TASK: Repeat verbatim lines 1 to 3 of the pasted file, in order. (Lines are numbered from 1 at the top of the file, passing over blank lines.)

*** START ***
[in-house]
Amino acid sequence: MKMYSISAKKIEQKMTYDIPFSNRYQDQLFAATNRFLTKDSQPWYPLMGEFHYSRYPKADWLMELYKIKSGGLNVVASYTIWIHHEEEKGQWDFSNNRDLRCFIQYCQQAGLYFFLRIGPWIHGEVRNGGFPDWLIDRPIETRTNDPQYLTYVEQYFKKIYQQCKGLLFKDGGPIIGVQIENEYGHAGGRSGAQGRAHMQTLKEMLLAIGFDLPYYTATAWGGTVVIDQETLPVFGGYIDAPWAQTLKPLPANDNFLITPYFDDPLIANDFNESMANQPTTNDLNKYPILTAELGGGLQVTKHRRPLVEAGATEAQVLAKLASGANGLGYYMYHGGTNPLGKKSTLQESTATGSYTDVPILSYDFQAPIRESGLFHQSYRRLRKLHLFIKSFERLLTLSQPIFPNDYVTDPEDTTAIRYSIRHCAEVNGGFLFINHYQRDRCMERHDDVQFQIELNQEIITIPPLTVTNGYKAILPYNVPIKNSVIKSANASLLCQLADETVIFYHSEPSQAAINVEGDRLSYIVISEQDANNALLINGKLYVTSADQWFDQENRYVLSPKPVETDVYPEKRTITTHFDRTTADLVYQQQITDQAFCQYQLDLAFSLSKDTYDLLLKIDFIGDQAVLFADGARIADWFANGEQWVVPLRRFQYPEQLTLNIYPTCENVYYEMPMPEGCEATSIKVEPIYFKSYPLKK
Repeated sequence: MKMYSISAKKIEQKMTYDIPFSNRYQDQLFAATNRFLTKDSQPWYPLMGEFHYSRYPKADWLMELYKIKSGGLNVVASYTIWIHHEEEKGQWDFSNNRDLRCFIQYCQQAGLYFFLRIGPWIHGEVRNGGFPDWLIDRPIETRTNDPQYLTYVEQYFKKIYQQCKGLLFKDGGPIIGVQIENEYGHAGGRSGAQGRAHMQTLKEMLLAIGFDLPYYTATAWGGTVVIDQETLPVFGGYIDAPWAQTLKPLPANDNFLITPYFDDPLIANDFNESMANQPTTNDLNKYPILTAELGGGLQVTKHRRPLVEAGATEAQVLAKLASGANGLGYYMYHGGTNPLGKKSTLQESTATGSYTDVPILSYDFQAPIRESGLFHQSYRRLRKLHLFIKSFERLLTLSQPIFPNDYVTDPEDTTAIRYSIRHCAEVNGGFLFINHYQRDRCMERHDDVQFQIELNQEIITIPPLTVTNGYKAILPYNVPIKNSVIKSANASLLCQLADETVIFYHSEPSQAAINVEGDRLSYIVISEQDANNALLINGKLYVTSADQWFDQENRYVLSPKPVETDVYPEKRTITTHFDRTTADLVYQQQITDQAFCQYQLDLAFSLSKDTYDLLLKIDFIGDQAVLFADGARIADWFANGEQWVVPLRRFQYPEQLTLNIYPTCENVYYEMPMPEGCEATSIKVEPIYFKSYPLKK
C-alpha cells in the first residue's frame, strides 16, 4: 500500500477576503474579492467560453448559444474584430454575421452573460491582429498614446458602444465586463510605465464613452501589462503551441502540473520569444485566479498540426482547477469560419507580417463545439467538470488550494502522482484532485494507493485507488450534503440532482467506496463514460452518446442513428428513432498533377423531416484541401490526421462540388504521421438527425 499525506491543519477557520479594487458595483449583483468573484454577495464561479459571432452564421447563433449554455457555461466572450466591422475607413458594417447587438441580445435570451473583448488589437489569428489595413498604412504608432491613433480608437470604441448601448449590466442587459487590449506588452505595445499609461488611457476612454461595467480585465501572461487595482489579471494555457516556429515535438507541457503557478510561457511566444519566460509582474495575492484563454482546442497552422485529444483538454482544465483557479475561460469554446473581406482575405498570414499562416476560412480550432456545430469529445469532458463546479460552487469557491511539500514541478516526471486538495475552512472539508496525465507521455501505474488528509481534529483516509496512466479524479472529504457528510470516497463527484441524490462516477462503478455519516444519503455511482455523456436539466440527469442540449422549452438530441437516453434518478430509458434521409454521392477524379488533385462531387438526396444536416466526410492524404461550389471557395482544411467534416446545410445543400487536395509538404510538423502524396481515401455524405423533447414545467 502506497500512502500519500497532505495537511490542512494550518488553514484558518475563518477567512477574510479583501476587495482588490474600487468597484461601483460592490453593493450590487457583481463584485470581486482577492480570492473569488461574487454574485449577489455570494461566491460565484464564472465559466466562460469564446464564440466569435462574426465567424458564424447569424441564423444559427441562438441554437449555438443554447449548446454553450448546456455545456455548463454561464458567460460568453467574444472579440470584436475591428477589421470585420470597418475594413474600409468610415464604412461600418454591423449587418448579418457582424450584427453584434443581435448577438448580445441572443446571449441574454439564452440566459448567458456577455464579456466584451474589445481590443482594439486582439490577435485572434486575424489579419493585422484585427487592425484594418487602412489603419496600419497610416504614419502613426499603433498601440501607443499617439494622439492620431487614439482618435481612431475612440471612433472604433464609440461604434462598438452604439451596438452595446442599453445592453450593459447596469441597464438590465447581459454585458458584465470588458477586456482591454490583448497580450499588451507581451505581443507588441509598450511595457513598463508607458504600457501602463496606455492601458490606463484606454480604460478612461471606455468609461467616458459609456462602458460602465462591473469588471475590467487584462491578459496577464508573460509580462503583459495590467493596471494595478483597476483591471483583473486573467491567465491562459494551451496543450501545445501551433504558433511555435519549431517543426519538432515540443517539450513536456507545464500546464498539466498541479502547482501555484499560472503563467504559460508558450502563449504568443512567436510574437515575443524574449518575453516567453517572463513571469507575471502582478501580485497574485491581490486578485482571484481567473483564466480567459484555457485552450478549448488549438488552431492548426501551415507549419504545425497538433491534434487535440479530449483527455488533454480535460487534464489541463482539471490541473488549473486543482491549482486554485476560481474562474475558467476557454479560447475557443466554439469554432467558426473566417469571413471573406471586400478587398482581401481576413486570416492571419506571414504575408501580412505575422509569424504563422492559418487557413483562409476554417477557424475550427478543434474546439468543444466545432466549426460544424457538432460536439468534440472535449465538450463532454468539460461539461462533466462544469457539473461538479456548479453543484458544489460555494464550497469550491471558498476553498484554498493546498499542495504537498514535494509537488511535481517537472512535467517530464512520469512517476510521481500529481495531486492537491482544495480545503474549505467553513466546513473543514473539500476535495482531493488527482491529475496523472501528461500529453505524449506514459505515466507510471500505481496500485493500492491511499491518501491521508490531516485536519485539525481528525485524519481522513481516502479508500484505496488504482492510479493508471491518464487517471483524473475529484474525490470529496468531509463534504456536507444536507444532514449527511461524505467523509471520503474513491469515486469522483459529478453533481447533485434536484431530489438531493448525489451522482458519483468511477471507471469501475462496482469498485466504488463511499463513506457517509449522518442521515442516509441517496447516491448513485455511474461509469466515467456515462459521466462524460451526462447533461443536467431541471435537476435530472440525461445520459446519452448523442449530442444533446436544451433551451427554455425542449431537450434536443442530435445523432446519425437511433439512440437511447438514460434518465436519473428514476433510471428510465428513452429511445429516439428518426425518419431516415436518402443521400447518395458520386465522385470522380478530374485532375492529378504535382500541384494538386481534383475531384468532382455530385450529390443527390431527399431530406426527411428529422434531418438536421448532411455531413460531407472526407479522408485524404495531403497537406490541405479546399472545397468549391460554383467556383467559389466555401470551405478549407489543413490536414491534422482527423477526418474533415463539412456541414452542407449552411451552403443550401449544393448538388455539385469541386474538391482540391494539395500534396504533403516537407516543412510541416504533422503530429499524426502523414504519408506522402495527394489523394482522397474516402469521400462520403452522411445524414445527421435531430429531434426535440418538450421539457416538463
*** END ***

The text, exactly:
[in-house]
Amino acid sequence: MKMYSISAKKIEQKMTYDIPFSNRYQDQLFAATNRFLTKDSQPWYPLMGEFHYSRYPKADWLMELYKIKSGGLNVVASYTIWIHHEEEKGQWDFSNNRDLRCFIQYCQQAGLYFFLRIGPWIHGEVRNGGFPDWLIDRPIETRTNDPQYLTYVEQYFKKIYQQCKGLLFKDGGPIIGVQIENEYGHAGGRSGAQGRAHMQTLKEMLLAIGFDLPYYTATAWGGTVVIDQETLPVFGGYIDAPWAQTLKPLPANDNFLITPYFDDPLIANDFNESMANQPTTNDLNKYPILTAELGGGLQVTKHRRPLVEAGATEAQVLAKLASGANGLGYYMYHGGTNPLGKKSTLQESTATGSYTDVPILSYDFQAPIRESGLFHQSYRRLRKLHLFIKSFERLLTLSQPIFPNDYVTDPEDTTAIRYSIRHCAEVNGGFLFINHYQRDRCMERHDDVQFQIELNQEIITIPPLTVTNGYKAILPYNVPIKNSVIKSANASLLCQLADETVIFYHSEPSQAAINVEGDRLSYIVISEQDANNALLINGKLYVTSADQWFDQENRYVLSPKPVETDVYPEKRTITTHFDRTTADLVYQQQITDQAFCQYQLDLAFSLSKDTYDLLLKIDFIGDQAVLFADGARIADWFANGEQWVVPLRRFQYPEQLTLNIYPTCENVYYEMPMPEGCEATSIKVEPIYFKSYPLKK
Repeated sequence: MKMYSISAKKIEQKMTYDIPFSNRYQDQLFAATNRFLTKDSQPWYPLMGEFHYSRYPKADWLMELYKIKSGGLNVVASYTIWIHHEEEKGQWDFSNNRDLRCFIQYCQQAGLYFFLRIGPWIHGEVRNGGFPDWLIDRPIETRTNDPQYLTYVEQYFKKIYQQCKGLLFKDGGPIIGVQIENEYGHAGGRSGAQGRAHMQTLKEMLLAIGFDLPYYTATAWGGTVVIDQETLPVFGGYIDAPWAQTLKPLPANDNFLITPYFDDPLIANDFNESMANQPTTNDLNKYPILTAELGGGLQVTKHRRPLVEAGATEAQVLAKLASGANGLGYYMYHGGTNPLGKKSTLQESTATGSYTDVPILSYDFQAPIRESGLFHQSYRRLRKLHLFIKSFERLLTLSQPIFPNDYVTDPEDTTAIRYSIRHCAEVNGGFLFINHYQRDRCMERHDDVQFQIELNQEIITIPPLTVTNGYKAILPYNVPIKNSVIKSANASLLCQLADETVIFYHSEPSQAAINVEGDRLSYIVISEQDANNALLINGKLYVTSADQWFDQENRYVLSPKPVETDVYPEKRTITTHFDRTTADLVYQQQITDQAFCQYQLDLAFSLSKDTYDLLLKIDFIGDQAVLFADGARIADWFANGEQWVVPLRRFQYPEQLTLNIYPTCENVYYEMPMPEGCEATSIKVEPIYFKSYPLKK